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Category Archives: Pegg’s Musings

Life is Precious – Start There

My heart breaks for the families who have once again lost loved ones to violence. And it’s angered by those who once again maneuver to gain political points on the backs of those who sorrow.
 
We need answers as to why these horrific events not only keep happening but are on the increase. Yet there are no simple answers. There is no fix that will happen tomorrow.
 
Many people want to blame guns. We’ve had guns as part of our culture since it’s beginnings. The guns haven’t changed. You can fuss and argue about the makes and models, but they all still do the same function. We lived in this country for more than 200 years without using guns in this way. Guns haven’t changed. People have.
 
People used to grow up in families with a mother and a father, often grandparents in the same neighborhood. Neighbors helped neighbors. People chatted over backyard fences. People looked out for one another’s children. People lived in “communities” in a way that is totally foreign now.
 
People valued other people in their marriages, in their families, in their workplaces, in the churches and synagogues. Was everything rosy-glowy and perfect? No. But they weren’t shooting each other up. There was a basic understanding of the sanctity of life. And we’ve lost that.
 
We have legislators who stand and CHEER for the right to kill a just-born infant. What would our grandparents have said about that?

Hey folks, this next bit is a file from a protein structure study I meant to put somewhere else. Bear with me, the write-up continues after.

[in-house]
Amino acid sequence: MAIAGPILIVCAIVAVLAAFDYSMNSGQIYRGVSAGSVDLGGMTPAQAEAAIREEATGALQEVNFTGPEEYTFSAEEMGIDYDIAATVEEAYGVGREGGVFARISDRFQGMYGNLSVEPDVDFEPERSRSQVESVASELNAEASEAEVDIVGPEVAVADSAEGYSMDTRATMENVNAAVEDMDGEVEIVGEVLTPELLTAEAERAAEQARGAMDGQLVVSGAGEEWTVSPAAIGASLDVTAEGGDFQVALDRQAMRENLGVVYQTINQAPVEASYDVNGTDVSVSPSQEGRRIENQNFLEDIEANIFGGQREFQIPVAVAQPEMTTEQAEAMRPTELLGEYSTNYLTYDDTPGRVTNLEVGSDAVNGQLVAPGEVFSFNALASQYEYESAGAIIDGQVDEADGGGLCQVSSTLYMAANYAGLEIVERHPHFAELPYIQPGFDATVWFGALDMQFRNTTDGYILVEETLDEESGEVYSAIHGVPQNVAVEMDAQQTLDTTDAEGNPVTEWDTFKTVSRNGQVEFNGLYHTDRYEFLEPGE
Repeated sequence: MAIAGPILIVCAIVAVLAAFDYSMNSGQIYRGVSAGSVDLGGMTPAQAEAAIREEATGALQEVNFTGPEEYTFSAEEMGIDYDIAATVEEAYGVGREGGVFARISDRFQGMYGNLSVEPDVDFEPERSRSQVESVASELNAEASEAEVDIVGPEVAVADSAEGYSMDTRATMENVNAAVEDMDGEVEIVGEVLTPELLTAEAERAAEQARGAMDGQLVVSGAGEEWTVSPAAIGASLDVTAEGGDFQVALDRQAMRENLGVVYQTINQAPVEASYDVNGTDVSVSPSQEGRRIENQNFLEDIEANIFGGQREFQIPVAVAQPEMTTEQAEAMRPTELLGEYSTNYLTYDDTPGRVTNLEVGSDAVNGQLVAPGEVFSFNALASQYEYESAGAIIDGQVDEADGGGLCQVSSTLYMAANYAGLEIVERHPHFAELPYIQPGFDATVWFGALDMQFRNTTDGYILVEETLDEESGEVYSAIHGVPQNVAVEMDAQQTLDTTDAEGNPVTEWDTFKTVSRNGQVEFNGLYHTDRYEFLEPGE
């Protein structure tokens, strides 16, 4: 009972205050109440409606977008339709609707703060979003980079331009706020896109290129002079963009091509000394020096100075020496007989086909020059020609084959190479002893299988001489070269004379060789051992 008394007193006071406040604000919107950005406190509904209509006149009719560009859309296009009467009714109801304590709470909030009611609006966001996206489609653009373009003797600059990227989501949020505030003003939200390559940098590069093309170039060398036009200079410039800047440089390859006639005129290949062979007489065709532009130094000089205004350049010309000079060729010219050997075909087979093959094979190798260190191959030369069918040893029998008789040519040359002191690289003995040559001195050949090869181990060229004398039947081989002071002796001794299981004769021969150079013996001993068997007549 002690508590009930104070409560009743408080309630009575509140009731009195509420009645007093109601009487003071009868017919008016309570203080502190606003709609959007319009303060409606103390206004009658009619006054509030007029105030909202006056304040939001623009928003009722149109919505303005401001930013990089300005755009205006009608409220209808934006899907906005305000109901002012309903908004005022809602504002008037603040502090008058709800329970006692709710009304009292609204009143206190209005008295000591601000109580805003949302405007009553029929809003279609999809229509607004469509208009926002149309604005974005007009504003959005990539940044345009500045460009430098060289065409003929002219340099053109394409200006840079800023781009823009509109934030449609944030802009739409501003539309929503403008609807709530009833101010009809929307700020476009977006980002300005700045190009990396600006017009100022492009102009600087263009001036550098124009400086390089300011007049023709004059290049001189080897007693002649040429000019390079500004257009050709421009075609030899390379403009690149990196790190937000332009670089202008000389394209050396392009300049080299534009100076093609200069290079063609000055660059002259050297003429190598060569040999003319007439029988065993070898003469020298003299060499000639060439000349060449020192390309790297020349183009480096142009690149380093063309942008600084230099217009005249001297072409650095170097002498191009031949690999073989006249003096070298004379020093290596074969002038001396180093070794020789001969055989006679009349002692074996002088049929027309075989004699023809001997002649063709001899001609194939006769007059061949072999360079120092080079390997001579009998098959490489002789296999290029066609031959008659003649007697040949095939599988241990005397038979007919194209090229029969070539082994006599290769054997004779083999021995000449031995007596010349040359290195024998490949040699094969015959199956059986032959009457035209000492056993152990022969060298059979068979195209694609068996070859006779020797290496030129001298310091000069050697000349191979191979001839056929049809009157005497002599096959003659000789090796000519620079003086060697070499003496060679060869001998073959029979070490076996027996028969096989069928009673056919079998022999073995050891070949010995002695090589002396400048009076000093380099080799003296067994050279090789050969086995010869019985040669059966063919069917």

We have games that people play for fun – for FUN! – that glory in killing people with graphic images on a screen. And many of those playing these games are impressionable boys. How can that not warp their young minds?
 
We watch movies where people are routinely shot, knifed, run over, or blown up, and we watch these for FUN. We call it “art” and “entertainment.” And we idolize the actors that make their living portraying the very actions we decry when they happen in real life. How twisted is that thinking?
 
There are no easy answers, but we can look back and see what worked in the past. It wasn’t gun control. It wasn’t anything the government did. It was families and communities who loved and cared for each other. It was valuing LIFE. We don’t do that anymore and that’s what needs to change. Not one of these horrific shooters, these demented individuals, would have pointed a single gun at a single person if they’d valued life.
 
That’s what needs to change. It can only happen in our homes, our families, our places of worship, and our hearts. The government, for all it’s posturing and posing, cannot fix this problem … but “we the people” can.
 
I challenge everyone who’s read this far to start making the changes at home. Start loving one another. Work out your differences at home, show your children how it’s done, dig deep and find the strength to be the kind of person who can make the difference in your family, your community, your little corner of the world. Make better choices as to your entertainment and what you’re allowing your youngsters to be exposed to. Tell them why these games and movies are horrific – not fun.